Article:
igneous- or metamorphic rocks below. Disconformities are the most-subtle variety,
separating subparallel sedimentary strata. They are commonly identified by
paleontologic means, by the presence of channels cut into the underlying strata, or by
clasts of the underlying strata in their basal part. The strata above a surface of
unconformity may or may not include clasts of the underlying strata in the form of a
coarse-grained, often bouldery basal facies.

Figure 6 - Various types of unconformities, or gaps in the geologic record. Drawings

by Rhodes W. Fairbridge.

Following the proposal made in 1963 by L. L. Sloss, surfaces of unconformity

of regional extent within a craton are used as boundaries to define Stratigraphic

Sedimentary Structures
During deposition in a variety of environments, primary- and secondary
sedimentary structures can develop above-, below-, and within strata. During normal
deposition, or settling from a fluid in a rainfall of particles, massive, essentially poorly
stratified successions may result. The presence of strata implies a change in
deposition and as a result most geologists appreciate the significance of layering in
sedimentary rocks as marking CHANGE in big letters, be it a change in parent area
of the sediment, particle size, or style of deposition. Thus, bedding can best be
viewed as marking the presence of mini-surfaces of unconformity (diastems). During
high-energy transport of particles, features such as cross beds, hummocky strata,
asymmetric current ripple marks, or graded beds result. Cross- and hummocky

bedding, and asymmetric current ripple marks are deposited by moving currents and
help us unravel the paleocurrent directions during their formation. Graded beds result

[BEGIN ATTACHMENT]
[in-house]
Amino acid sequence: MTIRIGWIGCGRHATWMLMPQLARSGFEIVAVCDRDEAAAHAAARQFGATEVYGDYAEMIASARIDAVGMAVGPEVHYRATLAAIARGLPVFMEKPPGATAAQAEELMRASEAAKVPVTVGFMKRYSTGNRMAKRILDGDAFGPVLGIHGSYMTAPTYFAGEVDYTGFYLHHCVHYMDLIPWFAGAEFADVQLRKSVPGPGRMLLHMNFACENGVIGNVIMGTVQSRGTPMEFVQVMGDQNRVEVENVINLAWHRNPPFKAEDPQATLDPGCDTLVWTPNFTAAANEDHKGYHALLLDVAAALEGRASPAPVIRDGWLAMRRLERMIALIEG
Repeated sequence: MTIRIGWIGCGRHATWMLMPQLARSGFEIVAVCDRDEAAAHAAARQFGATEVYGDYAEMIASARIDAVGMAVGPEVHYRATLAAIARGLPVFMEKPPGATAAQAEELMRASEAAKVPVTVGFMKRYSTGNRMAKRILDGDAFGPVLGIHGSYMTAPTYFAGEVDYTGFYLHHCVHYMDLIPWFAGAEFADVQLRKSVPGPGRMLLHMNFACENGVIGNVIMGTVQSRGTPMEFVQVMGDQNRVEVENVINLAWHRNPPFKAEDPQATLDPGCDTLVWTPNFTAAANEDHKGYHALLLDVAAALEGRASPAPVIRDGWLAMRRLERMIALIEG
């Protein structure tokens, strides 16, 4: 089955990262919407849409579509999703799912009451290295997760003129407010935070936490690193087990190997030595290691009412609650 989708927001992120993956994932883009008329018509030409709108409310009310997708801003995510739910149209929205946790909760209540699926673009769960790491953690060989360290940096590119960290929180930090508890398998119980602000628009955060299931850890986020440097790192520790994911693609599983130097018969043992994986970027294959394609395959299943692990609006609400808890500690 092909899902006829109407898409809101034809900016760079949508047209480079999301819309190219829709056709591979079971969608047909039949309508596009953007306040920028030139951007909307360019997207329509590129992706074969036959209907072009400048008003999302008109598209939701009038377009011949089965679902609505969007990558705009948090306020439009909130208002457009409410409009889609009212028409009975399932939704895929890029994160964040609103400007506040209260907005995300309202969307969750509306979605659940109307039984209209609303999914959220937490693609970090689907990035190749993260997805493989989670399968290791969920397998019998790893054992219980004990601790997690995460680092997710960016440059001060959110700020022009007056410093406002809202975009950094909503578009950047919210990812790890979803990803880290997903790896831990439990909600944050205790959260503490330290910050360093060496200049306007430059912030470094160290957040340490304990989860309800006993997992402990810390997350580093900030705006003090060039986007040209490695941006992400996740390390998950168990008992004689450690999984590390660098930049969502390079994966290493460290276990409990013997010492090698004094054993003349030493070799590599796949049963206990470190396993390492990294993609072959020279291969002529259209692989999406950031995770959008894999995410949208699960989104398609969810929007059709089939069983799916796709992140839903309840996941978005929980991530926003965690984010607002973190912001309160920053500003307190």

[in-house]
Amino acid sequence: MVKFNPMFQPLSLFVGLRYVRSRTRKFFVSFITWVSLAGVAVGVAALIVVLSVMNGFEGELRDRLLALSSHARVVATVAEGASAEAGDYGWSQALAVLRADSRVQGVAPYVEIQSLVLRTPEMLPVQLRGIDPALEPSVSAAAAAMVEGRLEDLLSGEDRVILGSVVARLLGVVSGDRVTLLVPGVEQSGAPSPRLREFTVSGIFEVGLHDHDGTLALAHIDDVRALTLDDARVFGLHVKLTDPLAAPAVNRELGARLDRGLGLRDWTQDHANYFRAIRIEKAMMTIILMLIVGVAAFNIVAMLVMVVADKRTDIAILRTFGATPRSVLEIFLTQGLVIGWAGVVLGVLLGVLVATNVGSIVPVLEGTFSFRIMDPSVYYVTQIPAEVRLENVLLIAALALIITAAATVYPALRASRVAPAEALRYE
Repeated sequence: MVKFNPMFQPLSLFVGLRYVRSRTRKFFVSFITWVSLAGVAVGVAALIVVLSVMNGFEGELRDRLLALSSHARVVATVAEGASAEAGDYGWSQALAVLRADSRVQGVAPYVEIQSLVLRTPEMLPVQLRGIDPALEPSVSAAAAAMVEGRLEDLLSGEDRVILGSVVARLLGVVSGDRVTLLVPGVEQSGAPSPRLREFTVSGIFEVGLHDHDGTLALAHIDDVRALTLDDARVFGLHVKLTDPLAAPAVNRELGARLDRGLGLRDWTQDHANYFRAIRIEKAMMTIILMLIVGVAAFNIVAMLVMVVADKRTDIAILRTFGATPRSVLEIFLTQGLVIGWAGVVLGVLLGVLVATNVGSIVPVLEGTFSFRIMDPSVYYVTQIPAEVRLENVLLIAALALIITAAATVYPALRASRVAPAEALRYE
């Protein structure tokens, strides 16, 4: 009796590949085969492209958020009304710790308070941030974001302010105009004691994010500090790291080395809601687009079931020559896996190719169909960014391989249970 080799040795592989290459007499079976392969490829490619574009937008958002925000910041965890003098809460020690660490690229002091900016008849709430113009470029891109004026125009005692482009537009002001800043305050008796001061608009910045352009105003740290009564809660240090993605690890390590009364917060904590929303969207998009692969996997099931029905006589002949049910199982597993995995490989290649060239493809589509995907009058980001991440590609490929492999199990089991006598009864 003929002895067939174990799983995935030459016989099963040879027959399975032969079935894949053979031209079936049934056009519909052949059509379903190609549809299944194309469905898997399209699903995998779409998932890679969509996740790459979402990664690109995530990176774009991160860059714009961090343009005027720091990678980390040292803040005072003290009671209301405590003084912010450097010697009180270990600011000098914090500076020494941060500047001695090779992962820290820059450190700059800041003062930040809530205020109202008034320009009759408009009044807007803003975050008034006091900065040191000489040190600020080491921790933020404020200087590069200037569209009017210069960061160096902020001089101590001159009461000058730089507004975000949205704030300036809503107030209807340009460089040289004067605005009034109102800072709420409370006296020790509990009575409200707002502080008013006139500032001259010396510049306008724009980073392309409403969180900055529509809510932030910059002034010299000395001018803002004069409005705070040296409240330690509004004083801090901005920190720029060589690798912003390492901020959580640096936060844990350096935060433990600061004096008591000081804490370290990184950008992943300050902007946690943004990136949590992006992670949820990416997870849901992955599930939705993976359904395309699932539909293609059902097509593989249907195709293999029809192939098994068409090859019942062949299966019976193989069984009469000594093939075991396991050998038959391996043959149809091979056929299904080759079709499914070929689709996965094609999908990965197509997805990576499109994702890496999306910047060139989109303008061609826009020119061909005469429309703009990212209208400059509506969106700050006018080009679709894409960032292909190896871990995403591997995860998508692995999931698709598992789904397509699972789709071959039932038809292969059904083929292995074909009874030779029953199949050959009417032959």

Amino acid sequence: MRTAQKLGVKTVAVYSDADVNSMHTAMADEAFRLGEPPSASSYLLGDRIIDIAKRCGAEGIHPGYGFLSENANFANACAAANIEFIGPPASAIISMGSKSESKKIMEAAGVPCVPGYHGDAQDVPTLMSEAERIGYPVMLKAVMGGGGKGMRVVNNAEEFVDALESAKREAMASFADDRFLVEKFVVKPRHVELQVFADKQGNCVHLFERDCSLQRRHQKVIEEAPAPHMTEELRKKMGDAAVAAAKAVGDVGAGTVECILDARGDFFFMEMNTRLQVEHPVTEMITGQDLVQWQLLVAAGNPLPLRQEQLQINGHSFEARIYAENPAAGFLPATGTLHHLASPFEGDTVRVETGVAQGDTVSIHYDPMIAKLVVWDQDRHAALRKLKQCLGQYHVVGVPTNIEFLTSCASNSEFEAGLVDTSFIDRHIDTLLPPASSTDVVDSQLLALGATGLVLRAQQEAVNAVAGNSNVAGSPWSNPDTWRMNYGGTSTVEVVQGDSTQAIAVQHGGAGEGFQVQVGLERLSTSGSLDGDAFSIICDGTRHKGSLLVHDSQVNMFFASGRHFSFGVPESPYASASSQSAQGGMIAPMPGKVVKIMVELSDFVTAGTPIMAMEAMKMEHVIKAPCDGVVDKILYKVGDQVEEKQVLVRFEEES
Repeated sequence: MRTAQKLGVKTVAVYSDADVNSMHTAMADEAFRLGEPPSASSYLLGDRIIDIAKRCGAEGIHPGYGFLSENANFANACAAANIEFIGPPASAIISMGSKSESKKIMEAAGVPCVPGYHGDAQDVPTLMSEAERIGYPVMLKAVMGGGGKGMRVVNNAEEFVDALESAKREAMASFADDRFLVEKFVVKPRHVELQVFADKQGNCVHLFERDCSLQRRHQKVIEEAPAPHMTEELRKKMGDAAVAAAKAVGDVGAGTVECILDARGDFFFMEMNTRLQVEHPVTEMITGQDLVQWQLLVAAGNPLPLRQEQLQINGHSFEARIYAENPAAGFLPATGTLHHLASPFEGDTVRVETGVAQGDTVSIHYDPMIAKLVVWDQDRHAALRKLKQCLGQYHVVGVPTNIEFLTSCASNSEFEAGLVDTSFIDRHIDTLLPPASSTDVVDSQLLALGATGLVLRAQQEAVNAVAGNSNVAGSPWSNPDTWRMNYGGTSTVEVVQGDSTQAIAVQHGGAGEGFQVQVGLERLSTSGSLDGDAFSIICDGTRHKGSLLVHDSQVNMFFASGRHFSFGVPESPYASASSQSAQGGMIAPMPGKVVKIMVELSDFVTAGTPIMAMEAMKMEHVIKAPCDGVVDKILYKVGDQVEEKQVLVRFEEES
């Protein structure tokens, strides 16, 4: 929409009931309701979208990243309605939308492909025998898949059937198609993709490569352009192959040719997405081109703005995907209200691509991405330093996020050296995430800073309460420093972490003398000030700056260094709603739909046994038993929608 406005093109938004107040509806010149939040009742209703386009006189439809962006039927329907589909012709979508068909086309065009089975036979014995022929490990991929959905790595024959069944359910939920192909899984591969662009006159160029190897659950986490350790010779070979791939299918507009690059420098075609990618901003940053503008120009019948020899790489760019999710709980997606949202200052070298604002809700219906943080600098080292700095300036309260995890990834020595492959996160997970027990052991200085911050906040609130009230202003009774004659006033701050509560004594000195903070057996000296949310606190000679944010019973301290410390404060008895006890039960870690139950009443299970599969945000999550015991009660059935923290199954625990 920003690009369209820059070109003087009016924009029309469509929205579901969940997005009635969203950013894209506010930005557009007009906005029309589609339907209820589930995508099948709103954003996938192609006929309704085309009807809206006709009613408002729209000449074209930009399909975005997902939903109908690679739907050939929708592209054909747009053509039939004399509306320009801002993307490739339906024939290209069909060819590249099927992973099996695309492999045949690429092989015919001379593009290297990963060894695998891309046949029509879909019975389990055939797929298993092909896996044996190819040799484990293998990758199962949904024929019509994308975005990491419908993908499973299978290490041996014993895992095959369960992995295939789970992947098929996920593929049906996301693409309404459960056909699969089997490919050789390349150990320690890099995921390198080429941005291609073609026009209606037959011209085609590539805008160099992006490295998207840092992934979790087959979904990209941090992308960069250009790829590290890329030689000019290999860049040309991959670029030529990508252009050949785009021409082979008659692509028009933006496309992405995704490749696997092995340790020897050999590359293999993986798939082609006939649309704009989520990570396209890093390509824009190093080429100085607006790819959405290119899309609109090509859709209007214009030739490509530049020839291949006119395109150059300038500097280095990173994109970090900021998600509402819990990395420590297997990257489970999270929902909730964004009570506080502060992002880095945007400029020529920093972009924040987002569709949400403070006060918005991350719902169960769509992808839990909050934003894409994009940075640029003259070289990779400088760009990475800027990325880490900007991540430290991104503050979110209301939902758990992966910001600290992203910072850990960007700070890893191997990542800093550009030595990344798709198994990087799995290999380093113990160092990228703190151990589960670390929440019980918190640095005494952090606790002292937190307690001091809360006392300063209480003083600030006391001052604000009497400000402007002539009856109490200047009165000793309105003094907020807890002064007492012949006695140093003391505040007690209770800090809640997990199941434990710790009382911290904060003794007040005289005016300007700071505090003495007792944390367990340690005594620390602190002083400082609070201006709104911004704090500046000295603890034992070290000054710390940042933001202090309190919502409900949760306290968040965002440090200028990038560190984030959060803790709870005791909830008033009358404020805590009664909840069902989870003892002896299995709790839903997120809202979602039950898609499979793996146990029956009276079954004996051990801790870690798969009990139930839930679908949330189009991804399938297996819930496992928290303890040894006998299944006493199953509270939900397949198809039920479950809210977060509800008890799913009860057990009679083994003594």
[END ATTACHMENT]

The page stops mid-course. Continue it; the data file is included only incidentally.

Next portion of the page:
from a kind of a "lump-sum distribution" of a wide range of particles all at once
(usually in a gravity-induced turbidity flow). Thus, graded beds show larger particle
sizes at the base of a particular layer "grading" upward into finer particles.
Secondary sedimentary features are developed on already deposited strata and
include mud (or desiccation) cracks, rain- drop impressions, sole marks, loadflow structures, flame structures, and rip-up clasts. The last three categorize
effects produced by a moving body of sediment on strata already in place below. A
composite diagram illustrating these common structures is reproduced in Figure 7.
Together, these primary- and secondary sedimentary structures help the softrock structural geologist unravel the oft-asked field questions - namely.... Which way
is up? and Which way to the package store? The direction of younging of the strata
seems obvious in horizontal- or gently tilted strata using Steno's principle of
superposition. But steeply tilted-, vertical-, or overturned beds can be confidently
unravelled and interpreted structurally only after the true topping (stratigraphic
younging) direction has been determined. As we may be able to demonstrate on this
field trip, simple observations allow the card-carrying geologist to know "Which way
is up" at all times.

Structures in Sedimentary- vs. Metamorphic Rocks

For hard-rock geologists working in metamorphic terranes, simple
sedimentary observations will not allow the card-carrying geologist to know "Which
way is up" at all. Rather, because of intense transposition and flow during ductile
deformation, stratification, fossils for age dating, tops and current-direction indicators
are largely useless except to identify their hosts as sedimentary protoliths. Thus,
according to CM, "at the outcrop scale, metamorphism can best be viewed as the
great homogenizer." Commonly during metamorphism, the increase in temperature
and -pressure and presence of chemically active fluids severely alter the mineral
compositions and textures of pre-existing rocks. As a result, in many instances,
typical soft-rock stratigraphic- and sedimentologic analysis of metamorphic rocks is
not possible.

Figure 7 - Diagrammatic sketches of primary sedimentary structures (a through e)

and cross sections of pillows (f) used in determining topping (younging) directions in